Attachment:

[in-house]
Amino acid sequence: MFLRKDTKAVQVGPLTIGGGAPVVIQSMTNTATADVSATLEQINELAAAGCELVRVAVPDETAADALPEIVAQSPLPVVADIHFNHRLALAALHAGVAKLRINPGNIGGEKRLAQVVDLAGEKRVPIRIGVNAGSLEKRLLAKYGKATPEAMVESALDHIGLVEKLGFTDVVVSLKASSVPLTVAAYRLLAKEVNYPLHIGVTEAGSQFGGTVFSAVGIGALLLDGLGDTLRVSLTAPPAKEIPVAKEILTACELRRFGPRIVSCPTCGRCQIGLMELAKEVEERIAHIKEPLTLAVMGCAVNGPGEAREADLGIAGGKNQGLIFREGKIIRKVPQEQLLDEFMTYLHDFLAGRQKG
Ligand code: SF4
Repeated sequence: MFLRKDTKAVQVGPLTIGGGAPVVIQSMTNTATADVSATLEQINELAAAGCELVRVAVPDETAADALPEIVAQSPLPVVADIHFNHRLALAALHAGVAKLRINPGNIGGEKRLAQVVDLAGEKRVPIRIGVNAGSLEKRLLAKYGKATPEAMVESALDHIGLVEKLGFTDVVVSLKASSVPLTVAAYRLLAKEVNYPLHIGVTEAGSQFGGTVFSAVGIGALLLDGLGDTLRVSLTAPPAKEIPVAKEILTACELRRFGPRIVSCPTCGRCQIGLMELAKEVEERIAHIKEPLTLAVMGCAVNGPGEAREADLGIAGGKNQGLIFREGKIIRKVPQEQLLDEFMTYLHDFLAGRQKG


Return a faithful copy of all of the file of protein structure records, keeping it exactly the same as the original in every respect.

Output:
[in-house]
Amino acid sequence: MFLRKDTKAVQVGPLTIGGGAPVVIQSMTNTATADVSATLEQINELAAAGCELVRVAVPDETAADALPEIVAQSPLPVVADIHFNHRLALAALHAGVAKLRINPGNIGGEKRLAQVVDLAGEKRVPIRIGVNAGSLEKRLLAKYGKATPEAMVESALDHIGLVEKLGFTDVVVSLKASSVPLTVAAYRLLAKEVNYPLHIGVTEAGSQFGGTVFSAVGIGALLLDGLGDTLRVSLTAPPAKEIPVAKEILTACELRRFGPRIVSCPTCGRCQIGLMELAKEVEERIAHIKEPLTLAVMGCAVNGPGEAREADLGIAGGKNQGLIFREGKIIRKVPQEQLLDEFMTYLHDFLAGRQKG
Ligand code: SF4
Repeated sequence: MFLRKDTKAVQVGPLTIGGGAPVVIQSMTNTATADVSATLEQINELAAAGCELVRVAVPDETAADALPEIVAQSPLPVVADIHFNHRLALAALHAGVAKLRINPGNIGGEKRLAQVVDLAGEKRVPIRIGVNAGSLEKRLLAKYGKATPEAMVESALDHIGLVEKLGFTDVVVSLKASSVPLTVAAYRLLAKEVNYPLHIGVTEAGSQFGGTVFSAVGIGALLLDGLGDTLRVSLTAPPAKEIPVAKEILTACELRRFGPRIVSCPTCGRCQIGLMELAKEVEERIAHIKEPLTLAVMGCAVNGPGEAREADLGIAGGKNQGLIFREGKIIRKVPQEQLLDEFMTYLHDFLAGRQKG